Published: September 4, 2018
Review and Photos By Rick Russack
EAST DENNIS, MASS. – Americana was the centerpiece of Eldred’s sale, August 1-3. Actually, an assemblage of collections, the sale included the Carl and Sonia Schmitt collection of folk art, along with collections of fire memorabilia, Nantucket baskets, American paintings, Chinese export porcelain, American furniture, a group of paintings by Ralph Cahoon and his wife, and a selection of John F. Kennedy material, including items Kennedy used in the White House and handwritten letters. The sale grossed more than $1.8 million.
The strong interest in works by Ralph Cahoon (1910-1982) resulted in some of the highest prices of the three-day sale. The top lot of the sale, at $156,000, was Cahoon’s busy waterfront scene, which Eldred called “On The Shore For Repairs.” The scene included a sailboat boat on shore being repaired by mermaids, several more sailboats at sea and an American flag blowing in the breeze. The painting had never been available on the open market, having been purchased by the consignor’s parents in 1970. The final price was nearly four times the pre-sale estimate.
Also selling well over its estimate was Cahoon’s “The Lobster Pound,” a busy scene with mermaids and sailors having a clambake, while a yellow Labrador retriever helps himself to some lobsters. It brought $90,000. Josh Eldred later said “The Cahoon market seems to be back in a big way. It’s been quite awhile since one topped the $100,000 mark.” Works by Cahoon’s wife, Martha, (1905-1999) were also sought-after.
Other paintings did well. An oil on canvas by Charles Caryl Coleman (1840-1928) depicting a woman gathering red flowers along the coast, finished at $45,000. It was signed and dated “Capri, 1891.” Coleman served in the Union army during the Civil War, had a studio in New York City and spent much of his later life on Capri. There were five paintings by Charles Henry Gifford (1839-1904). A tranquil marine scene of sailboats at sunset sold for $14,400, and a marine scene of a lobsterman hauling in traps on a choppy sea brought $13,200. “The Mill Pond Milton, MA” by John Joseph Enneking (1841-1916) depicting the Baker Chocolate mills in Milton, went out for $18,750.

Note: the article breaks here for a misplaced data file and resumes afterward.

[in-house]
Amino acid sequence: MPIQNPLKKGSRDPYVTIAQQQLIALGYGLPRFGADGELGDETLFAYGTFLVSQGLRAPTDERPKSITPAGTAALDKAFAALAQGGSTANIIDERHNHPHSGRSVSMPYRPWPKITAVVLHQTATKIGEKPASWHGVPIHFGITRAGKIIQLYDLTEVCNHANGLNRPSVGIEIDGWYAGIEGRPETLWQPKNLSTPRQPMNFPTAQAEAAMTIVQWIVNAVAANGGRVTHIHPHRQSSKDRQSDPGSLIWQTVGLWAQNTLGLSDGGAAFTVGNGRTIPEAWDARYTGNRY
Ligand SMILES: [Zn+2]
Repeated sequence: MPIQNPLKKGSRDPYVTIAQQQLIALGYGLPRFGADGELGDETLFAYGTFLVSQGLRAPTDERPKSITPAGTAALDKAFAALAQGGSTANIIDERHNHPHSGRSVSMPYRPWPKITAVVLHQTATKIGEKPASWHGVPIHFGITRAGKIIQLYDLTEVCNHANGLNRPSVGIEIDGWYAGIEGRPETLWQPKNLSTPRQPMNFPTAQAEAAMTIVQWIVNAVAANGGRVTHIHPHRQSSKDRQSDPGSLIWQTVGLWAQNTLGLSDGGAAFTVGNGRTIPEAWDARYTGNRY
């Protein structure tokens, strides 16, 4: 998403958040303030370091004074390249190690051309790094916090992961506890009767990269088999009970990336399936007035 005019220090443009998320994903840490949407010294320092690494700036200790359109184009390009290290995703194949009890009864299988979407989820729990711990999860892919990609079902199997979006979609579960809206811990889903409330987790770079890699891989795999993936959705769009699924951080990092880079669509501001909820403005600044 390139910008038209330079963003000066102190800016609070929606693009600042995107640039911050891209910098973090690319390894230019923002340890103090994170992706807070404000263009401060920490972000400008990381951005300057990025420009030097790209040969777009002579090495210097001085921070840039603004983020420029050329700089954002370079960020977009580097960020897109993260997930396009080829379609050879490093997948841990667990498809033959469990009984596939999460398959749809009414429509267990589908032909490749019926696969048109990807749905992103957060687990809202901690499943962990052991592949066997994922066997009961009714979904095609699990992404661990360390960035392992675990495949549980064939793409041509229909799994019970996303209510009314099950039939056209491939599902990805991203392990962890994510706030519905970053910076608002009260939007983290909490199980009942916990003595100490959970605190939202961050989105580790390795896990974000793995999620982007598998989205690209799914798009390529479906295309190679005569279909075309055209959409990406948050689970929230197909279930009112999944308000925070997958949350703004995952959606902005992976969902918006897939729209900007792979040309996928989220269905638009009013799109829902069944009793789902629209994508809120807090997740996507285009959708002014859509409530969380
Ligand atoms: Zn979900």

The Schmitt collection provided several of the sale’s highlights. The Schmitt’s had assembled their collection in the 1990s and early 2000s, primarily from major dealers and auction houses. While some of the items did not meet reserves, some weathervanes and carvings did well. The collection included five carved wooden figures, the most sought-after, bringing $18,000, was a carved and painted band organ figure, almost 38 inches tall. It had been made in France, circa 1900, by the Ludovic Gavioli Company and had been made for the band organ used at the Hippodrome Carousel in Revere Beach, Mass., which operated from 1903 to 1973. It was a full figure of a standing woman dressed in a parade uniform.
A cigar store Indian princess, which had once been in the Bill Holland collection, sold for $16,800 to David Schorsch, who had been bidding on the phone. He said, “I was the underbidder when it was sold in the Holland collection. It’s an exceptional carving, whoever made it, and I was glad to have the opportunity to buy it.” The figure was carved with a feathered headdress and was holding a bundle of cigars in an outstretched hand. It had an unusual wrought iron bracket on the base that may have been used to secure it in place. A winged mermaid, perhaps a figurehead, cataloged as “school of William Rush,” realized $13,200.
Eldred also had good weathervanes and other wood carvings, including a carousel lion, made by D.C. Muller & Bro. of Philadelphia, well carved, in the “strolling” position, with one raised paw. Rusty Donohue, a prominent collector and dealer from Oxford, Md., who specializes in carousel art, paid $20,400, well over the $4,000 estimate. Prior to the sale, Donahue explained that the four feet had been replaced and that the restoration of the paint had probably been done about 20 years ago. Donahue’s website has a substantial amount of information about carousel art and lists numerous pieces currently for sale, with prices.